Last night, in an interview with Sen. Hillary Clinton (D-NY), Fox News’ Bill O’Reilly praised the Bush administration “for doing a good job protecting Americans after 9/11” and attributed its success to its “aggressive manner” of protection, including “Guantanamo, water boarding three times, and other things.” (Recall, in 2005, O’Reilly declared he would “order the execution” of everyone at Guantanamo if he could.)
O’Reilly then questioned Clinton’s opposition to torture, insisting that if the U.S. had “an al Qaeda big shot” in custody, he would “dunk him into water” — i.e., waterboard him. When told that torture does not produce “high quality” information, O’Reilly cried, “That’s bull!”:
O’REILLY: I believe the Bush administration has done a good job in protecting Americans after 9/11. … And they’ve done so in a very aggressive manner, Guantanamo, water boarding three times, and other things, OK? If we get an Al Qaida big shot who won’t talk, I’ll dunk him into water if there is, we believe — our intelligence agency believes there is an imminent attack. You won’t dunk him in the water, you won’t, I will. […]
CLINTON: But if you actually talked to the people who were in the rooms with these guys, what they will tell me is that you do not get the high quality…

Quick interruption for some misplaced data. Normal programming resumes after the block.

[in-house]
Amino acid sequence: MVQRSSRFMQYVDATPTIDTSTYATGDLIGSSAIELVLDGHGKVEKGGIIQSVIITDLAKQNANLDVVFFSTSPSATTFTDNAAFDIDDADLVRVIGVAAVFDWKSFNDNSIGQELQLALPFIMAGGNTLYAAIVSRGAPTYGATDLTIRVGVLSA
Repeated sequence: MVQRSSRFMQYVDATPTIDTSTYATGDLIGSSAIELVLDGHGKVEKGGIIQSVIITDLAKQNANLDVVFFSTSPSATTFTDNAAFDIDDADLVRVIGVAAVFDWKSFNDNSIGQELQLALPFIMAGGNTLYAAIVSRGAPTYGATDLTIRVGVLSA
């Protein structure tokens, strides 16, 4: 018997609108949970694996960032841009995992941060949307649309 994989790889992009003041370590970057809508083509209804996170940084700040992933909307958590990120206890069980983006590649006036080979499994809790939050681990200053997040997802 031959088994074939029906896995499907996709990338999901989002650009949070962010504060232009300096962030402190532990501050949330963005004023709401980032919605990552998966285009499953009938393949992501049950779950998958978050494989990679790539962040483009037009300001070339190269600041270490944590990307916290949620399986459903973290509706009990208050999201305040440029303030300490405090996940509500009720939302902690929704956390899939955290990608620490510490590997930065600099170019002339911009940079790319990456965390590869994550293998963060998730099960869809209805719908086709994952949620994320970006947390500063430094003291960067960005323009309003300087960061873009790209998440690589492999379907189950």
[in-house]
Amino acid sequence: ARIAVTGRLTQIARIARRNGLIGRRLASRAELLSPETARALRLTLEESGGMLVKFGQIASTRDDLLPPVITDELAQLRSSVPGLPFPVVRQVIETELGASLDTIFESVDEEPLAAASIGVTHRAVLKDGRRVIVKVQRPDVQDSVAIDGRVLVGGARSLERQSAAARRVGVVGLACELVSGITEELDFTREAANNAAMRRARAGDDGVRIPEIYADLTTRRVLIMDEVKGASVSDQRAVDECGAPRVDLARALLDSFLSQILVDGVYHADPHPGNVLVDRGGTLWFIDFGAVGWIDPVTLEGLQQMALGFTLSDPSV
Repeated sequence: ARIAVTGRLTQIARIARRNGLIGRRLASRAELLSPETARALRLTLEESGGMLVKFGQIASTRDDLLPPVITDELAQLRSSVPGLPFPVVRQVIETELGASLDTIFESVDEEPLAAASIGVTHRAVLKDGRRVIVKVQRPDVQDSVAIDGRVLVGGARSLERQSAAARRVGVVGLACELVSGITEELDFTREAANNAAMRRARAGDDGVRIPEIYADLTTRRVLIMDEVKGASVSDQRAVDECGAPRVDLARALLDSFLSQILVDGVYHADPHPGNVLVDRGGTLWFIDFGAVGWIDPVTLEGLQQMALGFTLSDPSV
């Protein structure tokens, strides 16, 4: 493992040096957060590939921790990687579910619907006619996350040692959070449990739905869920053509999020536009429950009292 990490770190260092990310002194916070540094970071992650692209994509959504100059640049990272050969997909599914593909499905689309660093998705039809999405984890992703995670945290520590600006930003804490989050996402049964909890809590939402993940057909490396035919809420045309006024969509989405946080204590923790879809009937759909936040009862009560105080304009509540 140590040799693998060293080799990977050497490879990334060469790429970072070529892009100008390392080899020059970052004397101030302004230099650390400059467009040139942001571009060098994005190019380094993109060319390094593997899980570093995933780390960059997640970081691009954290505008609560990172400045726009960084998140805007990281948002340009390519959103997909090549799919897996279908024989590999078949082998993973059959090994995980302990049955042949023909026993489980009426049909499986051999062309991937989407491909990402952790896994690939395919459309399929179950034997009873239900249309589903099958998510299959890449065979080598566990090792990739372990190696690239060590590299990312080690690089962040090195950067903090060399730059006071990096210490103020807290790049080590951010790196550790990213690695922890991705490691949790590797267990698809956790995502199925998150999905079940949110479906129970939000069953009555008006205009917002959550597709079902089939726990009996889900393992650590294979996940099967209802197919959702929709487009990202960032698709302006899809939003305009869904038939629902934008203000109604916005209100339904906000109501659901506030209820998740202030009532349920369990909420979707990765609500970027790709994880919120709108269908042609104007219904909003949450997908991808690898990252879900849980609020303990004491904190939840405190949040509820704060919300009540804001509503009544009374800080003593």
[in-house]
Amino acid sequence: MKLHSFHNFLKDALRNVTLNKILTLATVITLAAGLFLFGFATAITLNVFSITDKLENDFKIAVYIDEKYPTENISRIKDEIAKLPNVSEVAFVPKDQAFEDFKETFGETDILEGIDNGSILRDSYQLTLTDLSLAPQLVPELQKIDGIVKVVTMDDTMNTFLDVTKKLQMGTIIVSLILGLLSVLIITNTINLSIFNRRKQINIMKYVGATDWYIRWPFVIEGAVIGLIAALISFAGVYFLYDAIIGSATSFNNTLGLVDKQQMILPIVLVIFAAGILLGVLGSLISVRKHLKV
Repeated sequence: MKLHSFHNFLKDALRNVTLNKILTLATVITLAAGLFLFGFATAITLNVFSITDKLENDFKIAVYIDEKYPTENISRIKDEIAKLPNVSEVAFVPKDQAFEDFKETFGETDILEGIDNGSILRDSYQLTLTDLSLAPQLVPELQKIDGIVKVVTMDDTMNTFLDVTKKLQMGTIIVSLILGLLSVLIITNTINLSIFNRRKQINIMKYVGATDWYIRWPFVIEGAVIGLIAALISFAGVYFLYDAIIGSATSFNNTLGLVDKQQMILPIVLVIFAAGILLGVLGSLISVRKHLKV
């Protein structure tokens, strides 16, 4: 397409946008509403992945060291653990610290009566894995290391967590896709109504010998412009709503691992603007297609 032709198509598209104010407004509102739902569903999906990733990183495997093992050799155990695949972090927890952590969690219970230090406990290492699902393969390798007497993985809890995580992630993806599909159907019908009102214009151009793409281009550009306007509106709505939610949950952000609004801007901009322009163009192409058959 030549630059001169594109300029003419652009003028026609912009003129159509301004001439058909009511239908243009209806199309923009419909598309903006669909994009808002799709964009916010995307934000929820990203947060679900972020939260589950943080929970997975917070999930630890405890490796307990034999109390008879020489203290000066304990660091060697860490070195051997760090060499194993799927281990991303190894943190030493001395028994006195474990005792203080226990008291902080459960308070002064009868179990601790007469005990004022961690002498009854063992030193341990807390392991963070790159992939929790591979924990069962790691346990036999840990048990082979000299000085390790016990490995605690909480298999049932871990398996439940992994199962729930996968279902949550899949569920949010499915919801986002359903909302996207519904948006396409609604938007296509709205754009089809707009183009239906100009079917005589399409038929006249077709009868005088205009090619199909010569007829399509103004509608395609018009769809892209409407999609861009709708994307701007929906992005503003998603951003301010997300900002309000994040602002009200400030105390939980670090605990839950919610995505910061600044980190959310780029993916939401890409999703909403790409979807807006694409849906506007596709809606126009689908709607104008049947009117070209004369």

O’REILLY: That’s bull. It’s just bull. Michael Scheuer, who was the head of the bin Laden unit, sat there and said we broke these guys by waterboarding. It’s bull.
O’Reilly has long championed torture. He said that waterboarding isn’t “fatal” and “doesn’t leave a lasting injury,” and that people who oppose torture are “putting us all in danger.” Last October, he claimed that the Abu Ghraib scandal “was blown out of proportion.”
Of course, many experts — O’Reilly’s own opinion notwithstanding — agree that torture is ineffective. In Feburary, FBI Director Robert Mueller said his agency rejected using waterboarding, and Lt. Gen. Michael Maples of the Defense Intelligence Agency said torture was unnecessary. Another former FBI agent said the entire idea of a “ticking time bomb scenario” like the one O’Reilly cites is “a red herring” his agency had never encountered.
Some may argue that we would be more effective if we sanctioned torture or other expedient methods to obtain information from the enemy. That would be wrong. Beyond the basic fact that such actions are illegal, history shows that they also are frequently neither useful nor necessary. Certainly, extreme physical action can make someone ‘talk;’ however, what the individual says may be of questionable value.
After all, as O’Reilly himself said, “Petraeus is beyond reproach in my eyes.”